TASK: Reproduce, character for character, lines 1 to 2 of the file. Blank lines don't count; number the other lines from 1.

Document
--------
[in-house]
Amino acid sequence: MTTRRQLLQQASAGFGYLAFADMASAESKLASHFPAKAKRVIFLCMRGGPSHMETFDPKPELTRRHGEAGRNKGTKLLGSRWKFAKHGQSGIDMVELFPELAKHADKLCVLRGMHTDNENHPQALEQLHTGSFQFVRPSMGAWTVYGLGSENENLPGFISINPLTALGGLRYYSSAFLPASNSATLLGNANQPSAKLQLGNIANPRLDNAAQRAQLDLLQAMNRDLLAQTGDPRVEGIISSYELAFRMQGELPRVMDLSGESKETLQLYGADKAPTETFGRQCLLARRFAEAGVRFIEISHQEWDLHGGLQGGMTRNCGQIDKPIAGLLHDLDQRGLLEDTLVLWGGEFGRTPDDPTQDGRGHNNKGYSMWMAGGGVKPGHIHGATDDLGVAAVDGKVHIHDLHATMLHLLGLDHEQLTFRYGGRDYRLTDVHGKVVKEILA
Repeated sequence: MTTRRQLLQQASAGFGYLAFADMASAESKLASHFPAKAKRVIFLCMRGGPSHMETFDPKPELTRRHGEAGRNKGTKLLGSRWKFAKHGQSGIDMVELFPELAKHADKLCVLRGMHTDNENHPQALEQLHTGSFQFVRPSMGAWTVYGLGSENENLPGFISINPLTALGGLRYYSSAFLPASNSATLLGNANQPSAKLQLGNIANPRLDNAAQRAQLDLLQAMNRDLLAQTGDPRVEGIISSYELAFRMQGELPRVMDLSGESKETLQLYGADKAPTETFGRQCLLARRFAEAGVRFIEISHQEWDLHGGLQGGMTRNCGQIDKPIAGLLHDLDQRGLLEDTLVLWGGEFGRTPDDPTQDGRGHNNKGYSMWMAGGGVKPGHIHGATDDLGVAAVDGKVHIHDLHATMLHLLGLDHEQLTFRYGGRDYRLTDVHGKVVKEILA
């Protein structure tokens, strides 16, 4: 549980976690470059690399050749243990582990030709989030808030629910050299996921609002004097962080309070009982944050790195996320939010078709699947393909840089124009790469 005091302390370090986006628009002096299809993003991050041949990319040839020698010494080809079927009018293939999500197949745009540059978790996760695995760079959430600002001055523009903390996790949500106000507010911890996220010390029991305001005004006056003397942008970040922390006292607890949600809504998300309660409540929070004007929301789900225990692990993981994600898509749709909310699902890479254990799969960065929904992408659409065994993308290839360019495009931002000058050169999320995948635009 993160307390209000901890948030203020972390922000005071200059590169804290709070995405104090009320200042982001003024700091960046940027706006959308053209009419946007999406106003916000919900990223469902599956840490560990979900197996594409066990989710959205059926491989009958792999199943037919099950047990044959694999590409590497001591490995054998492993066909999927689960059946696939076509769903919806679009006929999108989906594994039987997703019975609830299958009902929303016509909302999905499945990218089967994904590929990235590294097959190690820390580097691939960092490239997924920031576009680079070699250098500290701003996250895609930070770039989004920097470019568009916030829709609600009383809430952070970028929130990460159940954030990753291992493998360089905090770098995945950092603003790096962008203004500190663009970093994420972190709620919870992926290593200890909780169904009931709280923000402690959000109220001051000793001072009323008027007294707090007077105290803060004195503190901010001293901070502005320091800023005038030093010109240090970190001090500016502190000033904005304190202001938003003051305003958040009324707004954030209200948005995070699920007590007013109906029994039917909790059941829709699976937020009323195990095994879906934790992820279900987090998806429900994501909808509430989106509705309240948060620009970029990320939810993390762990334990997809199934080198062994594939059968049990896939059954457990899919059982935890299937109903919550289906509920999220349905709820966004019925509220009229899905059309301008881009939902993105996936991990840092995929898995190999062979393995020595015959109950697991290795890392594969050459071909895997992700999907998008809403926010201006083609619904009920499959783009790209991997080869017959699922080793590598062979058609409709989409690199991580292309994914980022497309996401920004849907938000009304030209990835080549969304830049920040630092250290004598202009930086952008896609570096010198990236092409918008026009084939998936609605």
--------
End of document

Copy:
[in-house]
Amino acid sequence: MTTRRQLLQQASAGFGYLAFADMASAESKLASHFPAKAKRVIFLCMRGGPSHMETFDPKPELTRRHGEAGRNKGTKLLGSRWKFAKHGQSGIDMVELFPELAKHADKLCVLRGMHTDNENHPQALEQLHTGSFQFVRPSMGAWTVYGLGSENENLPGFISINPLTALGGLRYYSSAFLPASNSATLLGNANQPSAKLQLGNIANPRLDNAAQRAQLDLLQAMNRDLLAQTGDPRVEGIISSYELAFRMQGELPRVMDLSGESKETLQLYGADKAPTETFGRQCLLARRFAEAGVRFIEISHQEWDLHGGLQGGMTRNCGQIDKPIAGLLHDLDQRGLLEDTLVLWGGEFGRTPDDPTQDGRGHNNKGYSMWMAGGGVKPGHIHGATDDLGVAAVDGKVHIHDLHATMLHLLGLDHEQLTFRYGGRDYRLTDVHGKVVKEILA